The sheer power of words baffles me. The act of simply supplying a name or a description to a thing has the ability to provide form and purpose to a previously nebulous space, a sort of linguistic birth-giving that wholly alters the thing's existence as long as knowledge of that name or description exists. Perhaps due to this phenomenon, language-using humans tend to fear or simply ignore the nameless or the indescribable. That which is impossible to catalog then, in a sense, ceases to be.
Teenass Revolt, the noise-friendly LP from the Swedish grind madmen in Arsedestroyer, seems to suffer a similar fate when brought under scrutiny by many discerning grindcore fans. Spanning 38 untitled tracks, this utterly unhinged offering rarely receives any sort of attention, save the few diehard proponents that assure that its ugly aural legacy will live on (Beau from Insect Warfare constantly name-dropping it in interviews and on the band's blog is the primary reason I decided to give this album a chance in the first place.) The fact that the tracks offer little or no reference point, unless “that one with the weird Swedish dialog sample” counts, and few aesthetic or ideological cues save the package art, the band name and the album's title, means that the assimilation process for the record is rather unconventional, and may serve to drive off all but the most persistent listeners.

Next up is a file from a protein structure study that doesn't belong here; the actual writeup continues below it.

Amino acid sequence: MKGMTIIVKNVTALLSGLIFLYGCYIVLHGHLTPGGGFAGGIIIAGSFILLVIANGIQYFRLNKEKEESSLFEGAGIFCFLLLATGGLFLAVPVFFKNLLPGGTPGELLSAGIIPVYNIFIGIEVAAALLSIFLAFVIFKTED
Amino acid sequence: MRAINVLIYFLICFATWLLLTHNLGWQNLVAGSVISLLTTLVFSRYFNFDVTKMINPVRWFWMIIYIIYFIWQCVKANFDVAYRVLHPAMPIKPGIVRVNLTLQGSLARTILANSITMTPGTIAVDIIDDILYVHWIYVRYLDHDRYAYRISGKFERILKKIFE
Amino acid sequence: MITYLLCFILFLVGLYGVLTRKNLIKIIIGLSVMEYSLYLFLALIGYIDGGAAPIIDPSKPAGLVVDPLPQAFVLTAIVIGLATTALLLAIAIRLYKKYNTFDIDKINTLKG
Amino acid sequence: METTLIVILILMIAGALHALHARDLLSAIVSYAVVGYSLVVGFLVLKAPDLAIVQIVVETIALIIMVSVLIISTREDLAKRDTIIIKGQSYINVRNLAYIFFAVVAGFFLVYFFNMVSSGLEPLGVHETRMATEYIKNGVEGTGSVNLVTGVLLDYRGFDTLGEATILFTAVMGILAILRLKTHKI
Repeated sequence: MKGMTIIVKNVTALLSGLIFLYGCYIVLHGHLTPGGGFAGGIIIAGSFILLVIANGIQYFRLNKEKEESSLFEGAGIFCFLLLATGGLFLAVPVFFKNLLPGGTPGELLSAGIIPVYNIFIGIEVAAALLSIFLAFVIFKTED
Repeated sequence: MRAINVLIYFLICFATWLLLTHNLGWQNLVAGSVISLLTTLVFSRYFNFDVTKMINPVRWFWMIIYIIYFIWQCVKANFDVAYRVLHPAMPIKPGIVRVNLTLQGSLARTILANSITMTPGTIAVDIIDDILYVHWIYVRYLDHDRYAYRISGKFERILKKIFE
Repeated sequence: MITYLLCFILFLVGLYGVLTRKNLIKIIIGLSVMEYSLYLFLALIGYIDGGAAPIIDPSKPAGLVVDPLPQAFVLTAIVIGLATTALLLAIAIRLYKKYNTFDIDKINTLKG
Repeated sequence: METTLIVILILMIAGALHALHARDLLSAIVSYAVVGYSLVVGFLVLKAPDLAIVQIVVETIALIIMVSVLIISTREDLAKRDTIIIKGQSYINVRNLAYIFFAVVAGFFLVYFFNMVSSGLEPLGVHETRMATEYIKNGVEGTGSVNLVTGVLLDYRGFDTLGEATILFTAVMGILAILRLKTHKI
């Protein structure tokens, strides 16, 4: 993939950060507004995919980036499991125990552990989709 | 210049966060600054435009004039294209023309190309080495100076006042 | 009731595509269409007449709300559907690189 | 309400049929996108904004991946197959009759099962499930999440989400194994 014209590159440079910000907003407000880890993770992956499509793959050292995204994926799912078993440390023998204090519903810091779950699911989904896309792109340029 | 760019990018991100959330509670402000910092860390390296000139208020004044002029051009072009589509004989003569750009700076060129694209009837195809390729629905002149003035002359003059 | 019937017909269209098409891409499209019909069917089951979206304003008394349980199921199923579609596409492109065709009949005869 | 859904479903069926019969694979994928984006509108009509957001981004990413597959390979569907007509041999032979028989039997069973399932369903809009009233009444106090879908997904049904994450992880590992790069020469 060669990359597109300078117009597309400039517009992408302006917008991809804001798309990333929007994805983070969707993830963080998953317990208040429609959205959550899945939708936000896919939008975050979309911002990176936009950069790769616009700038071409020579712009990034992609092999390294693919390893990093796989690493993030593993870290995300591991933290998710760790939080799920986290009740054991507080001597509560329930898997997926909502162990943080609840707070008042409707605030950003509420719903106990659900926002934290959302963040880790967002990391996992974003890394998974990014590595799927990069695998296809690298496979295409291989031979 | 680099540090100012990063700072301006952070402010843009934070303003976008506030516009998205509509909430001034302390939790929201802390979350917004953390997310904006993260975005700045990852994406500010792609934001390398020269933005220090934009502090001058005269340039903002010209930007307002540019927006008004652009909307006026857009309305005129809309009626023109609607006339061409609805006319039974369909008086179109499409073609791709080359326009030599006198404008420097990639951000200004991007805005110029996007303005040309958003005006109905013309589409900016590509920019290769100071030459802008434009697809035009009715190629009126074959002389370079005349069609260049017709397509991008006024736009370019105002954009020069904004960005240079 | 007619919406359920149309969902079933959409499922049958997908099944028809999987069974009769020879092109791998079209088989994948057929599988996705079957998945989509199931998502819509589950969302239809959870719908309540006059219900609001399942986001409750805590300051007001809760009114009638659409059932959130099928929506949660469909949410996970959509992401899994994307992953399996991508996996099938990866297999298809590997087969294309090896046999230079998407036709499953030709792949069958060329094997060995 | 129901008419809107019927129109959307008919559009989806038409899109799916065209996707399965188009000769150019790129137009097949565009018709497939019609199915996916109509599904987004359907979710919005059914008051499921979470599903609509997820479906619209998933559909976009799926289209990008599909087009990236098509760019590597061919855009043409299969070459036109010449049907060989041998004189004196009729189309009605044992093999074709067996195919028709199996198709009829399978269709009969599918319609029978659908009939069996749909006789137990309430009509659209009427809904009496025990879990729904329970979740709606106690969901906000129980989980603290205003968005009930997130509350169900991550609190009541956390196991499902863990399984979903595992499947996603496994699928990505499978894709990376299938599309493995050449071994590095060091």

Musically, this is not entirely unfamiliar grindcore territory. One basic reference point could be Sore Throat's Disgrace to the Corpse of Sid, though this is nowhere near the unabashed mimicry of that record that's evidenced on something like Agoraphobic Nosebleed's Altered States of America; song and album structure is entirely the band's own, and there are no blipcore throwaways in attendance here. Arsedestroyer suture a more urgent and destructive tendency to that template, with the assault of Jon Chang's projects at their most lethal and the blown-out production of Rise Above's essential I Love to Relax LP.
Like many of my favorite extreme music offerings, Teenass conjures up its own unique atmosphere of foreboding during private listening. It sounds like the musical equivalent of a grainy foreign snuff/torture VHS, and the strange Swedish vocal samples (the sample which opens the album sounds like it could come from an intensely creepy Swedish rendition of a Three Stooges routine, and later in the album, the band even manages to make a sample of people mewling like cats sound deeply disturbing) add to the linguistic disorientation (provided that you're not fluent in Swedish, I suppose.) What could, in another context, come off as tired gore tropes, are rendered here in skewed and almost impossible to replicate fashion, making this record a solitary experience among years of grindcore achievements.
This album is a shining example of the argument for grindcore-as-aggregate; while individual tracks can more than hold their own, the album as a whole renders that unnecessary. Even lack of songtitles, taken in the long view, seems less of a stumbling-block than a means to highlight the sheer nihilistic beauty represented in Teenass Revolt.